Odor and Nutrient Management Newsletter

Winter 2000

Compost is changing the attitude toward waste

by Tracy S. Petersen, freelance associate

When Stacie Johnson went into the composting business, she thought her days would be filled with converting manure to a rich organic compound and selling it to customers. She didn’t anticipate that she’d fill much of her time with educational activities such as workshops, interviews, and answers to calls about making compost.

“I’m actually representing a fundamental change,” said the Cedar Rapids woman, who calls her business Organic Matters. The change Stacie strives to make is helping people see manure as a nutrient and soil builder, and not strictly as fertilizer.

Among livestock producers, Stacie talks about manure as a resource. She equates it to a seed or a calf that must be nurtured to produce a valuable end product. To her customers, she speaks about the multiple benefits of compost and organic matter.

The compost Stacie creates is generated from a stable with 47 horses. Each year the stable provides 4,000 to 5,000 cubic yards of manure mixed with sawdust shavings. To reduce the woodiness of the compost, Stacie mixes the horse manure with manure from a nearby dairy. She has a ready supply—the dairy produces 3,000 pounds of manure each day.

Stacie uses three manure management methods. In the first, she composts the horse manure with a static pile for 12 to 18 months. It is then sold as a soil builder.

In the second method, Stacie mixes fresh horse manure with dairy manure and introduces it to an in-vessel digester The manure mixture remains in the digester for 4 days, where the microbial activity heats the material to 150oF.

Stacie’s third method, vermiculture, involves placing the compost in worm beds—700 pounds of worms (1,000 worms per pound). The result is a rich organic compound good for everything from boosting tomatoes and starting seeds to improving lawns and agricultural fields. The castings are too expensive to be applied to agricultural fields.

The compost particularly benefits agricultural producers by enriching the land. Manure that is being composted has less odor than that which is stored, and has an earthy odor when it is applied to the land. It decreases pollution, reduces weed seeds (they are killed in the composting process), and improves the soil’s ability to hold water in drought or wet periods.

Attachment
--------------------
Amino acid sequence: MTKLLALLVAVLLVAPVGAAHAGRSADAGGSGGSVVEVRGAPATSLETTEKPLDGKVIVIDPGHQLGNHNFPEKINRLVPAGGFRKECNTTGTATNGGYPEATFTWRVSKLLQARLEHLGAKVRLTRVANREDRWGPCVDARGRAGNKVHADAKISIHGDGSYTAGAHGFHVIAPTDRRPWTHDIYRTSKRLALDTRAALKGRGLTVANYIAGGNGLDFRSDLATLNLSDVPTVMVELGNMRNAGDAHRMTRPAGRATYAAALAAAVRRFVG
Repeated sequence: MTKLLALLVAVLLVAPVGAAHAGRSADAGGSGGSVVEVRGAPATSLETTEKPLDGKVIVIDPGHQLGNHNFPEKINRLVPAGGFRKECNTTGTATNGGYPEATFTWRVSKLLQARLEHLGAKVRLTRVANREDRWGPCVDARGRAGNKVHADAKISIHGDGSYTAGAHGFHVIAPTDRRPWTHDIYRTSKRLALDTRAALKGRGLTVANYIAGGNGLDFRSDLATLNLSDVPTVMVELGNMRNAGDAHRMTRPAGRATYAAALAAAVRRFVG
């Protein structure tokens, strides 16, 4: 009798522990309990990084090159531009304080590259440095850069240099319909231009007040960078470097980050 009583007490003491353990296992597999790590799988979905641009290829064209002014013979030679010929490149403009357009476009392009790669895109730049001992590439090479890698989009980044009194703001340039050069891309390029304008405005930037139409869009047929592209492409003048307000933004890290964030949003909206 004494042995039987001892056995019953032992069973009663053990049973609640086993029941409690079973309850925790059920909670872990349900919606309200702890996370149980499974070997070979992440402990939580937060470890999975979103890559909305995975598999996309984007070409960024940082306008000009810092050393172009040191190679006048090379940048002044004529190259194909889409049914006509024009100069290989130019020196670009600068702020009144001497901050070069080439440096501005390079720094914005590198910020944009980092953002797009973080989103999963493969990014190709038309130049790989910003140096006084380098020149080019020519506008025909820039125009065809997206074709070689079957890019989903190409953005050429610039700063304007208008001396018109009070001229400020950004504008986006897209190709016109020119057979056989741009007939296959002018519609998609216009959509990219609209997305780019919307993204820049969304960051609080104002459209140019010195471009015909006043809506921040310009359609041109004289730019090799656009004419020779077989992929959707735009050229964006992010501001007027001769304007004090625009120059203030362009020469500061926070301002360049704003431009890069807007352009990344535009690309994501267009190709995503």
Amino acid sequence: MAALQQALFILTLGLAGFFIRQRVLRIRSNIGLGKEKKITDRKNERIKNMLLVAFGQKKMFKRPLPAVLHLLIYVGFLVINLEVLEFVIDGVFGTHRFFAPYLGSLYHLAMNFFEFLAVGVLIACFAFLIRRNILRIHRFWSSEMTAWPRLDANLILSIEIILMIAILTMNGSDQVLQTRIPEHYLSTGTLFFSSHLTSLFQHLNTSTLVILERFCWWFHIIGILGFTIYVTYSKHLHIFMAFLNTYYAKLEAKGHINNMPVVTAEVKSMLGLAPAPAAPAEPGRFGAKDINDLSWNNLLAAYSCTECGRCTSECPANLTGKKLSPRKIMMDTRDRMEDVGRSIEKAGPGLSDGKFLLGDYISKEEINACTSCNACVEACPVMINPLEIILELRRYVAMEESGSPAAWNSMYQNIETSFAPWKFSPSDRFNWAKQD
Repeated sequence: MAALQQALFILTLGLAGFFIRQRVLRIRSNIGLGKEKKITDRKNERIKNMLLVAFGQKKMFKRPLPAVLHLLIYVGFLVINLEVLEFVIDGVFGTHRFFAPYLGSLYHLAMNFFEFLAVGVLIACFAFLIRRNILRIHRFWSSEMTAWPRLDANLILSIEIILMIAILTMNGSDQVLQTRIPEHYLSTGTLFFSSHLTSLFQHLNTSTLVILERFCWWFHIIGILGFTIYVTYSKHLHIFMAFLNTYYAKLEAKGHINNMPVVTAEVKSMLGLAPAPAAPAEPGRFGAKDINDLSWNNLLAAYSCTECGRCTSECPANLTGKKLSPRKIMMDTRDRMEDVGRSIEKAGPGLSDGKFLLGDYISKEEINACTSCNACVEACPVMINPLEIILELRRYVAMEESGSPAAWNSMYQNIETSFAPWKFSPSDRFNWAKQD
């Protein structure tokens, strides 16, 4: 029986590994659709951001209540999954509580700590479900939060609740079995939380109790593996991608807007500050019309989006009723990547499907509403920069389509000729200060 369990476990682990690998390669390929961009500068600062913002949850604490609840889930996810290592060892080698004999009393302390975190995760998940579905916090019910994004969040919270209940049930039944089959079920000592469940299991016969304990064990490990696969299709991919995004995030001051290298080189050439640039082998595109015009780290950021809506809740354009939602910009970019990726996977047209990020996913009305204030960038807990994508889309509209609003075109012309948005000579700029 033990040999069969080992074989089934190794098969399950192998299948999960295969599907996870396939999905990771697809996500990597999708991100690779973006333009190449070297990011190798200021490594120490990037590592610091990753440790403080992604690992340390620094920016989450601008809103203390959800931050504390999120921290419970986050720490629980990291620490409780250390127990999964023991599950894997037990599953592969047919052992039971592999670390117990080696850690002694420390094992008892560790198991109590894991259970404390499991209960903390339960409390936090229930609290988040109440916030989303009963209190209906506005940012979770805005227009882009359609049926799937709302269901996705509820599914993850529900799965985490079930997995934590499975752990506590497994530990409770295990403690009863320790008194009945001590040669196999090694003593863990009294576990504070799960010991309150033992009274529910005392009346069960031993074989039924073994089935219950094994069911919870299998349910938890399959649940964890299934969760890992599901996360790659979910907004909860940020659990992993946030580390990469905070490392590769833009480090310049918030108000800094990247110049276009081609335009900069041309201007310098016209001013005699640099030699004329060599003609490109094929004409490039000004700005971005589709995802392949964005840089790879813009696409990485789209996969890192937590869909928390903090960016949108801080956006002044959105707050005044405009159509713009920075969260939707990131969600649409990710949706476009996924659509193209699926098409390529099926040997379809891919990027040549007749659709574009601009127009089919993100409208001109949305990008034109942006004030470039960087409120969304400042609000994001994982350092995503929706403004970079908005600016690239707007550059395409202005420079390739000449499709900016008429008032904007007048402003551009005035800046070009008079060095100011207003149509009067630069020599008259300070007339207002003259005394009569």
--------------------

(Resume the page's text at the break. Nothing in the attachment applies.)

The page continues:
“This is a great option for agricultural producers,” Johnson said. “If they don’t take the compost to the field they can sell it.” Finished compost has a current market value of $10 to $500 per yard, depending on the process and packaging.

Stacie sells her compost in increments from a bucket to semi-loads. The smallest increments of worm castings, which she calls Heavenly Humus, are sold as Buckets of Blessings for Plants and Plant Lovers. These are available at her small retail shop and in some garden centers in central and eastern Iowa.

Stacie also sells bulk compost from her facility at Four Oaks Farm and Stable in Robins. Many of her customers are homeowners, who purchase 2 to 6 cubic yards of compost at a time. Landscapers purchase 10 times that much and haul theirs away by the semi truck.

Stacie, who calls herself an “entre-manure,” started her business in September 1999. With a solid product in place, she is now concentrating on market development. “I’m attempting to educate a whole industry, so more people will understand this,” she said. And she’s optimistic. “I really see the potential for transforming a rural surplus, manure, into a value-added product. I’m an environmentalist at heart, but I know it has to make economic sense. What I’m trying to do is find the balance.”

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Iowa Manure Matters: Odor and Nutrient Management is published by Iowa State University Extension, with funding support from the USDA Natural Resource Conservation Service through Cooperative Agreement No. 74-6114-8-22. To subscribe or change the address of a current subscription, write to Angela Rieck-Hinz, 2104 Agronomy Hall, Iowa State University, Ames, Iowa, 50011-1010 or call 515-294-9590, fax 515-294-9985 or email: amrieck@iastate.edu. Please indicate you are inquiring about the Odor and Nutrient Management Newsletter. The newsletter's coordinators are Angela Rieck-Hinz, extension program specialist, Department of Agronomy, Wendy Powers, environmental extension specialist, Department of Animal Science, and Robert Burns, Department of Agricultural and Biosystems Engineering; the editor is Jean McGuire, the subscription manager is Rachel Klein, the production designer is Beth Kroeschell, and the web page designer is Liisa Jarvinen.

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